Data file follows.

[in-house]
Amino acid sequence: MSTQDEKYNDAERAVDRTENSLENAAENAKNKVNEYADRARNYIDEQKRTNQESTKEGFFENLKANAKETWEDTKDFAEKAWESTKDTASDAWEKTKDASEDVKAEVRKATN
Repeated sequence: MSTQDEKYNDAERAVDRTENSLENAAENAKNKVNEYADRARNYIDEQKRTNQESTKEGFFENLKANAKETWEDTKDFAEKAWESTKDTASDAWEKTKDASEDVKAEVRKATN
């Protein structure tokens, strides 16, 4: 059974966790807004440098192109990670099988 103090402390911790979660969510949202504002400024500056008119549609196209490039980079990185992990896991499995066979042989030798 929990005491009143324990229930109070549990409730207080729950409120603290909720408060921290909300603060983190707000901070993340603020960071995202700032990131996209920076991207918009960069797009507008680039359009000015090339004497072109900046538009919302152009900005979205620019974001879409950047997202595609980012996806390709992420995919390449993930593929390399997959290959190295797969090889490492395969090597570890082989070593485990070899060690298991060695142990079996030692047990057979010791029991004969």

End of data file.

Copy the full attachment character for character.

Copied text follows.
[in-house]
Amino acid sequence: MSTQDEKYNDAERAVDRTENSLENAAENAKNKVNEYADRARNYIDEQKRTNQESTKEGFFENLKANAKETWEDTKDFAEKAWESTKDTASDAWEKTKDASEDVKAEVRKATN
Repeated sequence: MSTQDEKYNDAERAVDRTENSLENAAENAKNKVNEYADRARNYIDEQKRTNQESTKEGFFENLKANAKETWEDTKDFAEKAWESTKDTASDAWEKTKDASEDVKAEVRKATN
């Protein structure tokens, strides 16, 4: 059974966790807004440098192109990670099988 103090402390911790979660969510949202504002400024500056008119549609196209490039980079990185992990896991499995066979042989030798 929990005491009143324990229930109070549990409730207080729950409120603290909720408060921290909300603060983190707000901070993340603020960071995202700032990131996209920076991207918009960069797009507008680039359009000015090339004497072109900046538009919302152009900005979205620019974001879409950047997202595609980012996806390709992420995919390449993930593929390399997959290959190295797969090889490492395969090597570890082989070593485990070899060690298991060695142990079996030692047990057979010791029991004969």